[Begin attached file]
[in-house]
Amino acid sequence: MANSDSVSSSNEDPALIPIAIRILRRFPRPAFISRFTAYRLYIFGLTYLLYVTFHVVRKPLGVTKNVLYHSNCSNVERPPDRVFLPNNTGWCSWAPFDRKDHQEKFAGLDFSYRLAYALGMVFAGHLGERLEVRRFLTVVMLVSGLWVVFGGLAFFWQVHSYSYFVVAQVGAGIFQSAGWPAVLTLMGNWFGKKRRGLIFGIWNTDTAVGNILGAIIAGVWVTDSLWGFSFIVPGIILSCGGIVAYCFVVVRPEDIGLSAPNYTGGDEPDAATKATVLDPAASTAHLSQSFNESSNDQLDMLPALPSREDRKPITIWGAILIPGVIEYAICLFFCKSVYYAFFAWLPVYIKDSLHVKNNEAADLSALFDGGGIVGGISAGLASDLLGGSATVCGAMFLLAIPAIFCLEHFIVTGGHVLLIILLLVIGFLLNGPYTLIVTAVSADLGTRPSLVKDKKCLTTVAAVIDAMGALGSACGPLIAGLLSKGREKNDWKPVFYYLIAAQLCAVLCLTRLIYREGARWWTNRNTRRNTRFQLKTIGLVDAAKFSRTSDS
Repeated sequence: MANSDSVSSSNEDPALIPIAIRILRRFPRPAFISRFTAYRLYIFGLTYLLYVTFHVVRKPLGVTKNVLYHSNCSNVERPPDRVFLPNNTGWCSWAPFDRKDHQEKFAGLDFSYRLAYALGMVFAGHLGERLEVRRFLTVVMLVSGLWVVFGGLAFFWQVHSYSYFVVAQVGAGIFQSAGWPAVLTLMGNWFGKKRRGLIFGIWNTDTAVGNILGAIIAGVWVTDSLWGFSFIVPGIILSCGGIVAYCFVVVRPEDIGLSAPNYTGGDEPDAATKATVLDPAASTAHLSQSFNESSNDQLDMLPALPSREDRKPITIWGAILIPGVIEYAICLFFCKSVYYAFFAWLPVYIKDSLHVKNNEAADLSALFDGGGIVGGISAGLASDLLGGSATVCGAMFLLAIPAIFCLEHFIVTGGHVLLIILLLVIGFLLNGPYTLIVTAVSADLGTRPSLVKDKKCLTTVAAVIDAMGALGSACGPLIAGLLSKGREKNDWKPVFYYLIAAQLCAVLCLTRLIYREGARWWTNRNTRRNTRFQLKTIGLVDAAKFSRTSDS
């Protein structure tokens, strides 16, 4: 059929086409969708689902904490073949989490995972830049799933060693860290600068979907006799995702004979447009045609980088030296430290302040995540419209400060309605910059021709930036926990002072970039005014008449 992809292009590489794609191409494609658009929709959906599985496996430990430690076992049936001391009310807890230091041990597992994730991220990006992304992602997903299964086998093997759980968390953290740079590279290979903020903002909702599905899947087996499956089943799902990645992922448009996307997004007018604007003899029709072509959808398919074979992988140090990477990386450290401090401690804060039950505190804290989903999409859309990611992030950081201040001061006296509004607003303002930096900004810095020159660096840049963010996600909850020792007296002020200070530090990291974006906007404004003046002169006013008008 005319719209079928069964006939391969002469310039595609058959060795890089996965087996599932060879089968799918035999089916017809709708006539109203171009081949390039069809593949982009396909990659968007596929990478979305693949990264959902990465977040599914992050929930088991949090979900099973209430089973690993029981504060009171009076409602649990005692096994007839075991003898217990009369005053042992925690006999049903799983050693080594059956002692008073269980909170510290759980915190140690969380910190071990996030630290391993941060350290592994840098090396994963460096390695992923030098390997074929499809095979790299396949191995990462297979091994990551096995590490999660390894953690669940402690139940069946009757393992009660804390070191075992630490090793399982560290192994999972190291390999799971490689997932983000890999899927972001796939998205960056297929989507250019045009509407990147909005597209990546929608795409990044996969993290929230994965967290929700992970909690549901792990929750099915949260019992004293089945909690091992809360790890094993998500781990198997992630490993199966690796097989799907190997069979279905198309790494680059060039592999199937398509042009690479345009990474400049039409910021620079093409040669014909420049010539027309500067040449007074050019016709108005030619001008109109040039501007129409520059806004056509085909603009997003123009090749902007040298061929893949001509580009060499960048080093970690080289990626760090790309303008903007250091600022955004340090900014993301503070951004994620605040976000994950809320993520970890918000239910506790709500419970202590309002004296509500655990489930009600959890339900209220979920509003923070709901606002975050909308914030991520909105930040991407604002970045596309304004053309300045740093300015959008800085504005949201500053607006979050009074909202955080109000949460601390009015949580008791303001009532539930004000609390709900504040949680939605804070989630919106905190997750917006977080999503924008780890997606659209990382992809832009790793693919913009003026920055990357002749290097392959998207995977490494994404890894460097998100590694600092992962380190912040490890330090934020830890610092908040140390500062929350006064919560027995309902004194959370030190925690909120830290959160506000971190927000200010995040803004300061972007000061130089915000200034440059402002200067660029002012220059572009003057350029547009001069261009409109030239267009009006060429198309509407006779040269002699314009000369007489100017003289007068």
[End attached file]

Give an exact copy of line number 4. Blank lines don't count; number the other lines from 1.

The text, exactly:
């Protein structure tokens, strides 16, 4: 059929086409969708689902904490073949989490995972830049799933060693860290600068979907006799995702004979447009045609980088030296430290302040995540419209400060309605910059021709930036926990002072970039005014008449 992809292009590489794609191409494609658009929709959906599985496996430990430690076992049936001391009310807890230091041990597992994730991220990006992304992602997903299964086998093997759980968390953290740079590279290979903020903002909702599905899947087996499956089943799902990645992922448009996307997004007018604007003899029709072509959808398919074979992988140090990477990386450290401090401690804060039950505190804290989903999409859309990611992030950081201040001061006296509004607003303002930096900004810095020159660096840049963010996600909850020792007296002020200070530090990291974006906007404004003046002169006013008008 005319719209079928069964006939391969002469310039595609058959060795890089996965087996599932060879089968799918035999089916017809709708006539109203171009081949390039069809593949982009396909990659968007596929990478979305693949990264959902990465977040599914992050929930088991949090979900099973209430089973690993029981504060009171009076409602649990005692096994007839075991003898217990009369005053042992925690006999049903799983050693080594059956002692008073269980909170510290759980915190140690969380910190071990996030630290391993941060350290592994840098090396994963460096390695992923030098390997074929499809095979790299396949191995990462297979091994990551096995590490999660390894953690669940402690139940069946009757393992009660804390070191075992630490090793399982560290192994999972190291390999799971490689997932983000890999899927972001796939998205960056297929989507250019045009509407990147909005597209990546929608795409990044996969993290929230994965967290929700992970909690549901792990929750099915949260019992004293089945909690091992809360790890094993998500781990198997992630490993199966690796097989799907190997069979279905198309790494680059060039592999199937398509042009690479345009990474400049039409910021620079093409040669014909420049010539027309500067040449007074050019016709108005030619001008109109040039501007129409520059806004056509085909603009997003123009090749902007040298061929893949001509580009060499960048080093970690080289990626760090790309303008903007250091600022955004340090900014993301503070951004994620605040976000994950809320993520970890918000239910506790709500419970202590309002004296509500655990489930009600959890339900209220979920509003923070709901606002975050909308914030991520909105930040991407604002970045596309304004053309300045740093300015959008800085504005949201500053607006979050009074909202955080109000949460601390009015949580008791303001009532539930004000609390709900504040949680939605804070989630919106905190997750917006977080999503924008780890997606659209990382992809832009790793693919913009003026920055990357002749290097392959998207995977490494994404890894460097998100590694600092992962380190912040490890330090934020830890610092908040140390500062929350006064919560027995309902004194959370030190925690909120830290959160506000971190927000200010995040803004300061972007000061130089915000200034440059402002200067660029002012220059572009003057350029547009001069261009409109030239267009009006060429198309509407006779040269002699314009000369007489100017003289007068």